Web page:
New Orleans is transforming. The city's poorly constructed levees meant that when Hurricane Katrina hit in 2005, it devastated the city, bringing in floodwaters that forced out residents and flattened neighborhoods. It also created an opportunity for developers and politicians to remake it anew. After the storm, New Orleans was often described as a "blank slate," which was problematic given hundreds of thousands of residents still lived within city limits. But for those who could afford to buy, demolish, and build, the term held some truth to it.
Saturday night, after reading Times columnist Charles Blow's account of his son's detainment at gunpoint by Yale campus police, I was transported back to my own run-in with UCLA campus police in 2009. It was a typically relaxed Sunday evening, and I was headed home from the library. As I passed Ackerman Student Union nearing the bus terminal, I was stopped by an officer. "Do you mind if I check your bag?" he asked. "I do, actually," I said.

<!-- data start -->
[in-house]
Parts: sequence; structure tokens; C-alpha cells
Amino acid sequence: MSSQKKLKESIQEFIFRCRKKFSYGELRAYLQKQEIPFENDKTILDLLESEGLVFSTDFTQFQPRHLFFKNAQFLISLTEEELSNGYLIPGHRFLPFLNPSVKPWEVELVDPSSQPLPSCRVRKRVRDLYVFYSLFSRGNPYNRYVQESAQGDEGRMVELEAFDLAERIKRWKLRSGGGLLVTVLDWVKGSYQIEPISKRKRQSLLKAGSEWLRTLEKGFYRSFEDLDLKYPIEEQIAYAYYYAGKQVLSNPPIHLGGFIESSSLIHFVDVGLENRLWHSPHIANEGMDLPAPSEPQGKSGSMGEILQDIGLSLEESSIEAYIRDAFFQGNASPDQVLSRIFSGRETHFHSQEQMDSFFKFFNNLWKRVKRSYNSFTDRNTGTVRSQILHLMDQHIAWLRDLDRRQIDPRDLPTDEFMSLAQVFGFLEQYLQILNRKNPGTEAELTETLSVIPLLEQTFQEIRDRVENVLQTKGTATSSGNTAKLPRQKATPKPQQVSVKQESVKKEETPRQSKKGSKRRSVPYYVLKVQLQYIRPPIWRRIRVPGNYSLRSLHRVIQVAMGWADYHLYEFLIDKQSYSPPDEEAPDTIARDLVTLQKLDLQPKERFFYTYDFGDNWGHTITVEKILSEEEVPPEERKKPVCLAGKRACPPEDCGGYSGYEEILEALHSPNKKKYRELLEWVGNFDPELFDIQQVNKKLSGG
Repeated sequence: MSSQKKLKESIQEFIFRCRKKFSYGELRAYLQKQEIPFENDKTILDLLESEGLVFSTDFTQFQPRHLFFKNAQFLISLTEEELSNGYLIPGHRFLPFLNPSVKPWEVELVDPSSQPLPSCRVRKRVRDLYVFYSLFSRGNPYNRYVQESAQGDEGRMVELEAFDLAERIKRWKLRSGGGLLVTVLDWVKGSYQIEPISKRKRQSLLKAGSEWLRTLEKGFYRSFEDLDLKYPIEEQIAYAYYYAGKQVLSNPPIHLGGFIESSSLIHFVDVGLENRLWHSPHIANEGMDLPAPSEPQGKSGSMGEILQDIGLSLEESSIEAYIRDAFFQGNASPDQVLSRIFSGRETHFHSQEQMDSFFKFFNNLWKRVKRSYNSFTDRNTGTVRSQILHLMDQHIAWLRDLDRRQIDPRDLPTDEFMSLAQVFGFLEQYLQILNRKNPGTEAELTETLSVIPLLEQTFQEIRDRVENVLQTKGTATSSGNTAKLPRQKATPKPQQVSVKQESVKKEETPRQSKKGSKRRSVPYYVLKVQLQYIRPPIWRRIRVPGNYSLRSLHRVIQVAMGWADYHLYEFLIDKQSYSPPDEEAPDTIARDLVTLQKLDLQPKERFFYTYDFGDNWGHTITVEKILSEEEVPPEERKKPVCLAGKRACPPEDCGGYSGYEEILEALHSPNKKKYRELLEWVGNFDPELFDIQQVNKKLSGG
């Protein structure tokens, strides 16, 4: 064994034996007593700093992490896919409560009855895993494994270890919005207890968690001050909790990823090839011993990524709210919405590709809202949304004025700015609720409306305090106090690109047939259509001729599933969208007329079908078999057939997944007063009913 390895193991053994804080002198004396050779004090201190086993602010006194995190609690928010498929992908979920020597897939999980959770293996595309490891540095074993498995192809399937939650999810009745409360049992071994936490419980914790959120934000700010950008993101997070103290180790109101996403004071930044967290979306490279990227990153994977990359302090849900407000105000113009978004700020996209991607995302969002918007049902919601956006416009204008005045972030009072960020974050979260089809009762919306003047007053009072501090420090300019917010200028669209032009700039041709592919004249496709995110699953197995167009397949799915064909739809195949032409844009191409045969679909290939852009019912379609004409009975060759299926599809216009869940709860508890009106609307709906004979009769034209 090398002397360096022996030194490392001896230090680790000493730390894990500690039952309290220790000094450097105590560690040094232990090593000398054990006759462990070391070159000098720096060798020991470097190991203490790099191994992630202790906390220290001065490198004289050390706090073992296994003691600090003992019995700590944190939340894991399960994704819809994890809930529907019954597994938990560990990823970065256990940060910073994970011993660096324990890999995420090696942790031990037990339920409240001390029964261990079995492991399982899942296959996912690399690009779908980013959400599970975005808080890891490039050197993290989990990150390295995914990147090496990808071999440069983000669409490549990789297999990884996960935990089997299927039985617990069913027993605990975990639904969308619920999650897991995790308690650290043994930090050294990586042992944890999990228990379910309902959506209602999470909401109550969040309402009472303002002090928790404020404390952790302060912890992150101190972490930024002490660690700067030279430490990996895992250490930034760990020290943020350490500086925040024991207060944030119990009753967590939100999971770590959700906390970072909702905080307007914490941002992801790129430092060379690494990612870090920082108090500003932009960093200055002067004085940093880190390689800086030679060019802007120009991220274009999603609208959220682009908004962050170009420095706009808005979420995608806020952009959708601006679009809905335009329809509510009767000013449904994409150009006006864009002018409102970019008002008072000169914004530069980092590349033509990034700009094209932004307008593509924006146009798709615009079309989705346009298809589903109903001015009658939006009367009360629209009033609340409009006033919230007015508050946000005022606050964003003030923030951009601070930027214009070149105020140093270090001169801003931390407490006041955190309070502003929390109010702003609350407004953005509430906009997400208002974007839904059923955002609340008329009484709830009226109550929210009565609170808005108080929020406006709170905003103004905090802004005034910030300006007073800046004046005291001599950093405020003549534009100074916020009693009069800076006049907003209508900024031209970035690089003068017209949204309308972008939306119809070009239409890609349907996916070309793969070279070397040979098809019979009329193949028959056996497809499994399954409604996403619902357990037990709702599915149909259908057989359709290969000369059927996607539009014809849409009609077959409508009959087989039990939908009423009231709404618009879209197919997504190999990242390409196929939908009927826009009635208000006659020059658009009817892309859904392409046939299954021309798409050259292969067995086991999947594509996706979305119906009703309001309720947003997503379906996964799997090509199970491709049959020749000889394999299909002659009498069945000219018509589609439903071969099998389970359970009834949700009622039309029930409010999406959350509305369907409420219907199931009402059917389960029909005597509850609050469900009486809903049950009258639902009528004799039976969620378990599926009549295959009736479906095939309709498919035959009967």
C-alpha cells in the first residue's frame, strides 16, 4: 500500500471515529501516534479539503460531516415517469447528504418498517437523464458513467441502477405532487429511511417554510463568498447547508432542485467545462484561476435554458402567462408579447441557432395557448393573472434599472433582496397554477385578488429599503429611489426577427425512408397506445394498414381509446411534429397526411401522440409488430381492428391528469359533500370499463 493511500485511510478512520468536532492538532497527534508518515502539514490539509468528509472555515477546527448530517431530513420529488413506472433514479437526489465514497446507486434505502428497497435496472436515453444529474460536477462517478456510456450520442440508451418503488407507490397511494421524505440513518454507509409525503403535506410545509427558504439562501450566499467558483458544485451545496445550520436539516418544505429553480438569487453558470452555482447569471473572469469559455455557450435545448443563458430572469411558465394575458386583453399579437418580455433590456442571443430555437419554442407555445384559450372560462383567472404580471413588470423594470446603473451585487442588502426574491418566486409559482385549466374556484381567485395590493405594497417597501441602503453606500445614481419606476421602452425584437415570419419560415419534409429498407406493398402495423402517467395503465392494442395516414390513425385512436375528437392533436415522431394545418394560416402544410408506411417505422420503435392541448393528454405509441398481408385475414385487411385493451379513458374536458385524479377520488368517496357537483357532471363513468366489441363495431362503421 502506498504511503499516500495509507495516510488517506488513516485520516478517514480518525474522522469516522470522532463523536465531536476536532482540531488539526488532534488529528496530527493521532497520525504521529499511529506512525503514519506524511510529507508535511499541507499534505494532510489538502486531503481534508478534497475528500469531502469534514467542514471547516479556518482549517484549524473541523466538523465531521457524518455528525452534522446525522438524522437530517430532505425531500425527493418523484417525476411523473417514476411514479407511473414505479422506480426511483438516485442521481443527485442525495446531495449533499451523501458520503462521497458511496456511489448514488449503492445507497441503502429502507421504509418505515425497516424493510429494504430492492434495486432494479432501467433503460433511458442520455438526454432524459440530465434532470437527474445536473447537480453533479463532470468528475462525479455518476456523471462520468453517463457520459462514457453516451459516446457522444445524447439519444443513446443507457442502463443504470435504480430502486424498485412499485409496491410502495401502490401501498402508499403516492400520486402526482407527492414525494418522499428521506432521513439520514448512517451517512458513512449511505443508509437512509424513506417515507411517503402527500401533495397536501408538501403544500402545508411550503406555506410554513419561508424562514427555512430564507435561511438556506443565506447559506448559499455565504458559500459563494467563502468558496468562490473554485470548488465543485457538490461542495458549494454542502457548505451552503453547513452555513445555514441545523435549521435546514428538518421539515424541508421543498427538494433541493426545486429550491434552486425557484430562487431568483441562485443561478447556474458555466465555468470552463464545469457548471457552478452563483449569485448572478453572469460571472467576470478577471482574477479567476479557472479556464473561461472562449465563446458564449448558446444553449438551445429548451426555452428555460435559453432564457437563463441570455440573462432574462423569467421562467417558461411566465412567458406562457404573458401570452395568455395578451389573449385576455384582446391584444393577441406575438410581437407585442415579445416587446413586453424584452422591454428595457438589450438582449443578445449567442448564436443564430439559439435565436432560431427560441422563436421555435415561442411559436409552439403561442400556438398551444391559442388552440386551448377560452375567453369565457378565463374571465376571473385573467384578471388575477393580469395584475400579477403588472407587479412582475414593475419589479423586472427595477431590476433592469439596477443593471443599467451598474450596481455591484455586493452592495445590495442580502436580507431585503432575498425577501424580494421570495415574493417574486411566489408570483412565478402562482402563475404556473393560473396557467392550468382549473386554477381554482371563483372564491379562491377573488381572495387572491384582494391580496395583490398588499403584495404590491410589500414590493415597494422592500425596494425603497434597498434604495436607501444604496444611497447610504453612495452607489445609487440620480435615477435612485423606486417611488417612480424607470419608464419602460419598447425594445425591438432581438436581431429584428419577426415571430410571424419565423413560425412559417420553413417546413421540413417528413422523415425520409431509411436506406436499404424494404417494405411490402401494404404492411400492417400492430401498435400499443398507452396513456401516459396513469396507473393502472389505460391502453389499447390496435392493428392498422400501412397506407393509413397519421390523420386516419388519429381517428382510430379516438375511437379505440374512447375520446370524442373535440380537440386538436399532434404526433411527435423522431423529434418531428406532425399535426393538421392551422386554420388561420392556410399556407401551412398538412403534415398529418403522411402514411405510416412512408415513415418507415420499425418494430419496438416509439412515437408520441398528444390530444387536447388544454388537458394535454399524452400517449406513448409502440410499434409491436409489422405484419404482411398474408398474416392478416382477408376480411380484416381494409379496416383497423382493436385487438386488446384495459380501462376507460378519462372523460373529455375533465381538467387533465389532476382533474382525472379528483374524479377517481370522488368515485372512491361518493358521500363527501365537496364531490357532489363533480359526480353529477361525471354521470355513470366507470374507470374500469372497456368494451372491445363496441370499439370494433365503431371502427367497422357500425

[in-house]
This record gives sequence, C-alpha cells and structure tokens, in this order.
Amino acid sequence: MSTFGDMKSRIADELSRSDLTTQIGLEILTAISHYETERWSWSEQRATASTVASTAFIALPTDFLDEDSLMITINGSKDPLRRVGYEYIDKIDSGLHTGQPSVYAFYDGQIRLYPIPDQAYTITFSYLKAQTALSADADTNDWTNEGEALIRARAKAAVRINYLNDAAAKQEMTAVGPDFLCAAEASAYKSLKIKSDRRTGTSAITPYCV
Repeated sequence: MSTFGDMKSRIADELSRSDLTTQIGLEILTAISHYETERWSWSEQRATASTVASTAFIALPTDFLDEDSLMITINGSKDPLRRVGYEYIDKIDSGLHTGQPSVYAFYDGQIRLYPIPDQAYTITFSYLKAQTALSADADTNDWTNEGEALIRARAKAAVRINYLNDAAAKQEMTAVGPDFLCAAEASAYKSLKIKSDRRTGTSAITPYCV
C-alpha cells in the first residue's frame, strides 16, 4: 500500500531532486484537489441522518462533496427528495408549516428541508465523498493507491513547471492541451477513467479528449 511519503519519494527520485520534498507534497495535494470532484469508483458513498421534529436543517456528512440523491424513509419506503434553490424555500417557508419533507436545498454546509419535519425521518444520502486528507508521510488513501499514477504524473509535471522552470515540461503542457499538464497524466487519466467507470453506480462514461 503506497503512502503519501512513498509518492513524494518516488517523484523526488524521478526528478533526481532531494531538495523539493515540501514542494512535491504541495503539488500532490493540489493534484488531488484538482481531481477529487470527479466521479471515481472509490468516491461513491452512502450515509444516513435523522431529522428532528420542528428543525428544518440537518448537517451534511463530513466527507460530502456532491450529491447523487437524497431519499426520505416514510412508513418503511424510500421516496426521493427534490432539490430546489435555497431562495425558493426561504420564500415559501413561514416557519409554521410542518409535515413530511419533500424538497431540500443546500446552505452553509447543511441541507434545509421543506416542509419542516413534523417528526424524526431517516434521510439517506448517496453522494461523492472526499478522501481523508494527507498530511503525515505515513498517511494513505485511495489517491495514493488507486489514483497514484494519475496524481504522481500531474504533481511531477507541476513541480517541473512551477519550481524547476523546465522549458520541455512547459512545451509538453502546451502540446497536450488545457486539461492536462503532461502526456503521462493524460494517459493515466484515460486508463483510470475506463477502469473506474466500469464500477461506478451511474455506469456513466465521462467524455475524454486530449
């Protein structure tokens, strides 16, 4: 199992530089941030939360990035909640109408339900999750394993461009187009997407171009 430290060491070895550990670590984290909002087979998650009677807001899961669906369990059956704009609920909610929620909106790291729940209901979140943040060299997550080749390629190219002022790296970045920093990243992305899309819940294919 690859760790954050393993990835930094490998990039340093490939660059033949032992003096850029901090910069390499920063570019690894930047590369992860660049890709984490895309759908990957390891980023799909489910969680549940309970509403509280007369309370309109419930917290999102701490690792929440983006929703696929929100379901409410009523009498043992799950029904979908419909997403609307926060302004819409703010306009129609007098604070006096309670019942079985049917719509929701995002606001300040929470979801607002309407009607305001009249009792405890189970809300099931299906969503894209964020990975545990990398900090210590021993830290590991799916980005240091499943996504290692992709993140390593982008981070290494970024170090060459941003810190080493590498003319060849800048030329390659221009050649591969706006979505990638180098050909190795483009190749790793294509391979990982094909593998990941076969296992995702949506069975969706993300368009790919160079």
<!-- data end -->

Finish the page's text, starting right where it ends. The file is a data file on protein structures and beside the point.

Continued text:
For the fourth edition in our series on America's public school teachers, we're looking at the broad narratives of teachers' lives, histories, and careers. When we first called for submissions from America's public school teachers in November, I noticed that there was never just one topic that teachers wanted to talk about. Our email submissions were often lengthy chronicles of the joys, dismays, frustrations, and successes teachers experienced every day, ranging from critiques of administration to problems with students to malaise about state testing.
To the long list of permanently offended types lurking the internet, lying in wait, to meet the news of the day with self-indulgent grief, we might add one more populous and prickly tribe: colorblind white people who've grown "tired" of talking about race. What seems to cause a not-insignificant amount of distress for members of this identity group is the merest whiff of suggestion that racial inequality continues to shape American life. And so, let me warn you: I'm about to describe a recent interaction with a white family member, who is resolutely "over" race, and the degree to which that exchange has redoubled my conviction that racism stubbornly still exists.